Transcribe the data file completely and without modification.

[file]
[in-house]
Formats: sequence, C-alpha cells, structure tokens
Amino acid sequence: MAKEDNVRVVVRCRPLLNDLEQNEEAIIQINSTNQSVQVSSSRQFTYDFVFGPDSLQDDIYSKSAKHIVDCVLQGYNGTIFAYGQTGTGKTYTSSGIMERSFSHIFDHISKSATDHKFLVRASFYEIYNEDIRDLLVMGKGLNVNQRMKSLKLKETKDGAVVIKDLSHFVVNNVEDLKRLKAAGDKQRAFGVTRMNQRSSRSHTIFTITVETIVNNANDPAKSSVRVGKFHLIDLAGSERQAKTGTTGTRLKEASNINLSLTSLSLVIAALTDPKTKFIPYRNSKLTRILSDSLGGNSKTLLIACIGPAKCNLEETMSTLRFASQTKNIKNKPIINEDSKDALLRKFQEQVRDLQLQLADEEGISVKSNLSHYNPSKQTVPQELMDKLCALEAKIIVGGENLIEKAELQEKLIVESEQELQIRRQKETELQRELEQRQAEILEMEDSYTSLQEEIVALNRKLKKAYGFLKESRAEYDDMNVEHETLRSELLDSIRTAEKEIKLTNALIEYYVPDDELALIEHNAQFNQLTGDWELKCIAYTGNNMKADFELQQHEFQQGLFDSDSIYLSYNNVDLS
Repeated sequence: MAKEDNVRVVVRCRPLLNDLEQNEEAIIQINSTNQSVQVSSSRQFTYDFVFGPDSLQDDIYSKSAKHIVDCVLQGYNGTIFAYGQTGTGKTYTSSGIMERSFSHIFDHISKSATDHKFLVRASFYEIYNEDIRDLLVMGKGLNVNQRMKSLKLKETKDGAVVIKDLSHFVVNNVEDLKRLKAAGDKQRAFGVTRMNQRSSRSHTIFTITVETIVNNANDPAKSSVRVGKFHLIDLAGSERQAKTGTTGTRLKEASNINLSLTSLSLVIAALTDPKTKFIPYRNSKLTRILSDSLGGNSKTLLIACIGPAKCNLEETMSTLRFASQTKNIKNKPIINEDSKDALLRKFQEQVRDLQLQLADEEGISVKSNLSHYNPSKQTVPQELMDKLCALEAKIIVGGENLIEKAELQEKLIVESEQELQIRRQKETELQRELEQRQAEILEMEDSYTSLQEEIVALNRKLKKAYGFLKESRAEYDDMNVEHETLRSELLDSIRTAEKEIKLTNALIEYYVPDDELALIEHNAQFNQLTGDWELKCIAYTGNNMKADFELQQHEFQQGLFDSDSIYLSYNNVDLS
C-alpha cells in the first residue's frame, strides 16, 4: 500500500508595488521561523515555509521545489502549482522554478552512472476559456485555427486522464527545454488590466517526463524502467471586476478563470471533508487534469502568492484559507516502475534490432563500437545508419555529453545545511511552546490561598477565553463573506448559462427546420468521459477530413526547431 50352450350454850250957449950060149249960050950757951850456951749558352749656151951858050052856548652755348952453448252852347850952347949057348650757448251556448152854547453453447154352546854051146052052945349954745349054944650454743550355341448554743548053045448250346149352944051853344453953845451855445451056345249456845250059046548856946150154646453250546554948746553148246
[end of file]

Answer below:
[in-house]
Formats: sequence, C-alpha cells, structure tokens
Amino acid sequence: MAKEDNVRVVVRCRPLLNDLEQNEEAIIQINSTNQSVQVSSSRQFTYDFVFGPDSLQDDIYSKSAKHIVDCVLQGYNGTIFAYGQTGTGKTYTSSGIMERSFSHIFDHISKSATDHKFLVRASFYEIYNEDIRDLLVMGKGLNVNQRMKSLKLKETKDGAVVIKDLSHFVVNNVEDLKRLKAAGDKQRAFGVTRMNQRSSRSHTIFTITVETIVNNANDPAKSSVRVGKFHLIDLAGSERQAKTGTTGTRLKEASNINLSLTSLSLVIAALTDPKTKFIPYRNSKLTRILSDSLGGNSKTLLIACIGPAKCNLEETMSTLRFASQTKNIKNKPIINEDSKDALLRKFQEQVRDLQLQLADEEGISVKSNLSHYNPSKQTVPQELMDKLCALEAKIIVGGENLIEKAELQEKLIVESEQELQIRRQKETELQRELEQRQAEILEMEDSYTSLQEEIVALNRKLKKAYGFLKESRAEYDDMNVEHETLRSELLDSIRTAEKEIKLTNALIEYYVPDDELALIEHNAQFNQLTGDWELKCIAYTGNNMKADFELQQHEFQQGLFDSDSIYLSYNNVDLS
Repeated sequence: MAKEDNVRVVVRCRPLLNDLEQNEEAIIQINSTNQSVQVSSSRQFTYDFVFGPDSLQDDIYSKSAKHIVDCVLQGYNGTIFAYGQTGTGKTYTSSGIMERSFSHIFDHISKSATDHKFLVRASFYEIYNEDIRDLLVMGKGLNVNQRMKSLKLKETKDGAVVIKDLSHFVVNNVEDLKRLKAAGDKQRAFGVTRMNQRSSRSHTIFTITVETIVNNANDPAKSSVRVGKFHLIDLAGSERQAKTGTTGTRLKEASNINLSLTSLSLVIAALTDPKTKFIPYRNSKLTRILSDSLGGNSKTLLIACIGPAKCNLEETMSTLRFASQTKNIKNKPIINEDSKDALLRKFQEQVRDLQLQLADEEGISVKSNLSHYNPSKQTVPQELMDKLCALEAKIIVGGENLIEKAELQEKLIVESEQELQIRRQKETELQRELEQRQAEILEMEDSYTSLQEEIVALNRKLKKAYGFLKESRAEYDDMNVEHETLRSELLDSIRTAEKEIKLTNALIEYYVPDDELALIEHNAQFNQLTGDWELKCIAYTGNNMKADFELQQHEFQQGLFDSDSIYLSYNNVDLS
C-alpha cells in the first residue's frame, strides 16, 4: 500500500508595488521561523515555509521545489502549482522554478552512472476559456485555427486522464527545454488590466517526463524502467471586476478563470471533508487534469502568492484559507516502475534490432563500437545508419555529453545545511511552546490561598477565553463573506448559462427546420468521459477530413526547431 50352450350454850250957449950060149249960050950757951850456951749558352749656151951858050052856548652755348952453448252852347850952347949057348650757448251556448152854547453453447154352546854051146052052945349954745349054944650454743550355341448554743548053045448250346149352944051853344453953845451855445451056345249456845250059046548856946150154646453250546554948746553148246